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Contracts for or against employment?

Justice, Institutions and Outcomes

Simon Birnbaum, Tommy Ferrarini, Kenneth Nelson and Joakim Palme

Links between generational welfare contracts and employment outcomes are analyed in this chapter. Poorly functioning labor markets pose serious threats to positive-sum solutions in generational politics. The dominating view in mainstream behavioral economics has come to portray comprehensive welfare states as causing major obstacles for labor market performance and employment growth, thus indirectly raising concerns about the long-term sustainability of balanced generational welfare contracts. The empirical results presented in this chapter strongly challenge such ideas and rather point in the direction of portraying balanced generational welfare contracts as an important social investment. Unemployment appears to be largely unrelated to the ways in which countries have organized their generational welfare contracts, whereas labor force participation tends to be higher in countries where income replacement in social insurance is more extensive, as in countries with balanced generational welfare contracts.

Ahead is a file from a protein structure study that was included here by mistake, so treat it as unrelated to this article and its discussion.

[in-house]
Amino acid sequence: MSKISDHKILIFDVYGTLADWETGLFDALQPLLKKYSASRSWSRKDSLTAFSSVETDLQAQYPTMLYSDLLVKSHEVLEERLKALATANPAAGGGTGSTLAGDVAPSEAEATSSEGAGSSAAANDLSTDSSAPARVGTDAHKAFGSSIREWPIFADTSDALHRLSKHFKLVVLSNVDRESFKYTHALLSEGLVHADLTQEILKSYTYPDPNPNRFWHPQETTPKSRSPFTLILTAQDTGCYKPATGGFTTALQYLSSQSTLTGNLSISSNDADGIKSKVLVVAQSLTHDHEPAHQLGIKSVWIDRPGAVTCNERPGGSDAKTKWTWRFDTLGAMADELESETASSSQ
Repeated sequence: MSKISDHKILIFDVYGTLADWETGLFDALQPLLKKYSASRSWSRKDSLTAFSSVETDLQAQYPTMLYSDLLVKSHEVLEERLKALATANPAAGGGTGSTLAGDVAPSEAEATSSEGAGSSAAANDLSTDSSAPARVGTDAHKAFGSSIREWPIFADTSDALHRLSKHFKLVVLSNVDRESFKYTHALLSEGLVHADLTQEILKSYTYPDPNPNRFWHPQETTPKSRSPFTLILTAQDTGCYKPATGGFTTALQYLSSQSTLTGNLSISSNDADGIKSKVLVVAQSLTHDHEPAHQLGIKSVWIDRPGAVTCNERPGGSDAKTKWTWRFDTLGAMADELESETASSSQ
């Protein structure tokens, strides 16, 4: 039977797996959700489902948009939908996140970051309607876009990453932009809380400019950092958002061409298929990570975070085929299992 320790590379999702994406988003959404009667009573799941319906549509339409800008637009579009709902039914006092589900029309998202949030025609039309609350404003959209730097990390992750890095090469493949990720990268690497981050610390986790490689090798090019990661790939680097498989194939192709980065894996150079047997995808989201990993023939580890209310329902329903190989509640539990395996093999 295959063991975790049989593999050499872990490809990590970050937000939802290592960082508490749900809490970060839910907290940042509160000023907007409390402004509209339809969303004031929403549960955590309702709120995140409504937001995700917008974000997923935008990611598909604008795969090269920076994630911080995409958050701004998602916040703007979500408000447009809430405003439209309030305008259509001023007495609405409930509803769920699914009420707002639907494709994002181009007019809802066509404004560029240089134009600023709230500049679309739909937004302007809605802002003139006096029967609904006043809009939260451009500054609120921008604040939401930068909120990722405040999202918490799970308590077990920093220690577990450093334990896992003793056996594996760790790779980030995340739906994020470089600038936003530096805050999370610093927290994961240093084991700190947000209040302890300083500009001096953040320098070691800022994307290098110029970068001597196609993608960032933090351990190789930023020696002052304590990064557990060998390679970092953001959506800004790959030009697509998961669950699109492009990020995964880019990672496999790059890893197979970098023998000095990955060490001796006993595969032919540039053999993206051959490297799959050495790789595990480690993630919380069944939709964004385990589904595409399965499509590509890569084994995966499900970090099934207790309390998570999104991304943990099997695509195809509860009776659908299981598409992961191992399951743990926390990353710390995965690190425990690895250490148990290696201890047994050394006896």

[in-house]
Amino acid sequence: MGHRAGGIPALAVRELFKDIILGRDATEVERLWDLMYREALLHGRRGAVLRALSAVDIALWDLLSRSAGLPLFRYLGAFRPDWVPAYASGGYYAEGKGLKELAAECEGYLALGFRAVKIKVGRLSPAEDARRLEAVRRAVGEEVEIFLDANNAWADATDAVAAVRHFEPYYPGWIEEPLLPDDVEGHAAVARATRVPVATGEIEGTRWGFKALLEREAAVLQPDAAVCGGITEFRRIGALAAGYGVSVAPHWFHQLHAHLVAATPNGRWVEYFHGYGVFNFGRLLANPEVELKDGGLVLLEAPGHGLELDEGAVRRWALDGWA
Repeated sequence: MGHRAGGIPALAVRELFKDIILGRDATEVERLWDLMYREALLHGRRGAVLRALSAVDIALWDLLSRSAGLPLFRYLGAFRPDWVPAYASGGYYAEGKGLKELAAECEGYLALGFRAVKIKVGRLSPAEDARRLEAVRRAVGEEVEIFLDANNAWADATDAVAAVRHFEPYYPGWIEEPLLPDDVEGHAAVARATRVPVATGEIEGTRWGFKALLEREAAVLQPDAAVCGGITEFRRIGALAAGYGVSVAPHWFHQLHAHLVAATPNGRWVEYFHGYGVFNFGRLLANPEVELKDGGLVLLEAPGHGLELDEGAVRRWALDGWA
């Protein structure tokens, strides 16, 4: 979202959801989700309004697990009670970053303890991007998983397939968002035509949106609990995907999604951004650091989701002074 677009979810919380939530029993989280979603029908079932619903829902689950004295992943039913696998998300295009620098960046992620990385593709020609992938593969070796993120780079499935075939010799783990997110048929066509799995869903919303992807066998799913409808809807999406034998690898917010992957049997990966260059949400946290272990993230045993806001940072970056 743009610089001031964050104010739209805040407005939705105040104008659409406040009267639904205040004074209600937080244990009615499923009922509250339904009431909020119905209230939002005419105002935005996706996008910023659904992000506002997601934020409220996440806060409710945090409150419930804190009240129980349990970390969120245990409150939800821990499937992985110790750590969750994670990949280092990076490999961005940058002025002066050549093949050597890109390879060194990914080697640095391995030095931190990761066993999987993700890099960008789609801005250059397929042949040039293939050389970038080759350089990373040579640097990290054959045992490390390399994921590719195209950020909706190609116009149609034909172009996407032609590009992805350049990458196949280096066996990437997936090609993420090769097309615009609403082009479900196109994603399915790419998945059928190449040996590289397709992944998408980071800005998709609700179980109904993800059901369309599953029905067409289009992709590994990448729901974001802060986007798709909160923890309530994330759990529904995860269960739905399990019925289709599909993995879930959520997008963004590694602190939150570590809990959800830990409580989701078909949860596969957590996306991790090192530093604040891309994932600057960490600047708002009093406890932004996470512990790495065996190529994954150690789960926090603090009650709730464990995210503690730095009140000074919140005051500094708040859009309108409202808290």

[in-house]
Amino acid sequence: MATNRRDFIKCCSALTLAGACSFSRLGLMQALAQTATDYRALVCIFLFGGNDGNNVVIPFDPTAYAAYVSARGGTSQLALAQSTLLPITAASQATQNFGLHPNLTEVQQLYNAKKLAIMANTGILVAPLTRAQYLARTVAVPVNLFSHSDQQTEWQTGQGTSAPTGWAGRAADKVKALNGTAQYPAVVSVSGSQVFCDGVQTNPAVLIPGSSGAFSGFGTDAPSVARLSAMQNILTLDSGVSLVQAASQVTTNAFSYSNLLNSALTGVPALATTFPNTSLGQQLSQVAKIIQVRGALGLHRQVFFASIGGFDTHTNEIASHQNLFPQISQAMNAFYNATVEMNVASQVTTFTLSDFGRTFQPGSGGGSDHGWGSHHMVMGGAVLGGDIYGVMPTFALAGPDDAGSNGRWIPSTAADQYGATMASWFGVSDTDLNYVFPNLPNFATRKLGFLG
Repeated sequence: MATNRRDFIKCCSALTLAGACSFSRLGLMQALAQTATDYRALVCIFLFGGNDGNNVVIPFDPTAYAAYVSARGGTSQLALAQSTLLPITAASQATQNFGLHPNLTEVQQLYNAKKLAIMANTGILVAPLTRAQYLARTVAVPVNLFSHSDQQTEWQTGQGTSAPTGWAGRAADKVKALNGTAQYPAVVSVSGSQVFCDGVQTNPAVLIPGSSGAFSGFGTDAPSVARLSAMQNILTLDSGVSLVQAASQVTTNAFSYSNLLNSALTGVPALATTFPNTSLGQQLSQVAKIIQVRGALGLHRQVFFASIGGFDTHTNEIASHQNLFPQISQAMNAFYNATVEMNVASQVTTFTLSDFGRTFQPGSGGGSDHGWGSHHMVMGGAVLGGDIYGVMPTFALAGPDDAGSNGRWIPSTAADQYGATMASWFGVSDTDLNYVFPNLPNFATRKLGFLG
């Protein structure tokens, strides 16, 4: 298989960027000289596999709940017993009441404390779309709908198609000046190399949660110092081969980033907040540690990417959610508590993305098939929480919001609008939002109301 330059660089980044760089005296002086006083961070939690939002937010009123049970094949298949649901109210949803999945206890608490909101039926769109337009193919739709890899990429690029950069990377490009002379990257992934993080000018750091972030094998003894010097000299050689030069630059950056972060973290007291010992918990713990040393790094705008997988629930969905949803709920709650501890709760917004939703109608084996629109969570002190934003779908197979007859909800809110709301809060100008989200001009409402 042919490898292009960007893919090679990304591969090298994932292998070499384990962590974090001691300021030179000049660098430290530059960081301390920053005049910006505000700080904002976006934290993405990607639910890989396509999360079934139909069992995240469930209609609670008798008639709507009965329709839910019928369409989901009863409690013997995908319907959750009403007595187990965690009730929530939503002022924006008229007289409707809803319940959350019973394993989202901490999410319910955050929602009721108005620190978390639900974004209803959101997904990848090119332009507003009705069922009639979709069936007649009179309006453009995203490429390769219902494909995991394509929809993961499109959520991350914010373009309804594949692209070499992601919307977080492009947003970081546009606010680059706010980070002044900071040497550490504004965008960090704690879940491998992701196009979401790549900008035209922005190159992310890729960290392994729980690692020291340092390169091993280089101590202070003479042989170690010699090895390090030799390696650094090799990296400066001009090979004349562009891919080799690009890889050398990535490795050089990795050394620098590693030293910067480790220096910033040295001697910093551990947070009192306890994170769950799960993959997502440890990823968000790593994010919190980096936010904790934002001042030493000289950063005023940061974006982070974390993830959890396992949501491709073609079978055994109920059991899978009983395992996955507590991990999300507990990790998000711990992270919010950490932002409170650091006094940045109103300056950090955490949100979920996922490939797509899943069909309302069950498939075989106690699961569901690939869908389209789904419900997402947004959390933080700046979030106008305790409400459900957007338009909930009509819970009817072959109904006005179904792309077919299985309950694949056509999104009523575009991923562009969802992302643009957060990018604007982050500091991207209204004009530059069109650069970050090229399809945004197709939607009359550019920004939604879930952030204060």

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Contracts for life satisfaction and happiness

Justice, Institutions and Outcomes

Simon Birnbaum, Tommy Ferrarini, Kenneth Nelson and Joakim Palme

Subjective well-being is seldom found among the explicit goal dimensions of policy, and may thus best be viewed as an unintended consequence of social policymaking. The chapter is guided by the idea that subjective well-being may provide important clues to the authors’ investigation of generational welfare contracts. Using new comparative attitudinal data on happiness and life satisfaction, the authors’ analyses indicate that the generational structure of social citizenship indeed is related to subjective well-being. In all countries, the clear majority of citizens are happy and satisfied with life. However, people tend to be somewhat happier and satisfied with life in countries with balanced generational welfare contracts, although cross-national differences are somewhat compressed. An important institutional mechanism appears to be the overall level of income replacement in age-related social insurance, which tends to be higher in countries with balanced generational welfare contracts.

Open access

Contracts against poverty

Justice, Institutions and Outcomes

Simon Birnbaum, Tommy Ferrarini, Kenneth Nelson and Joakim Palme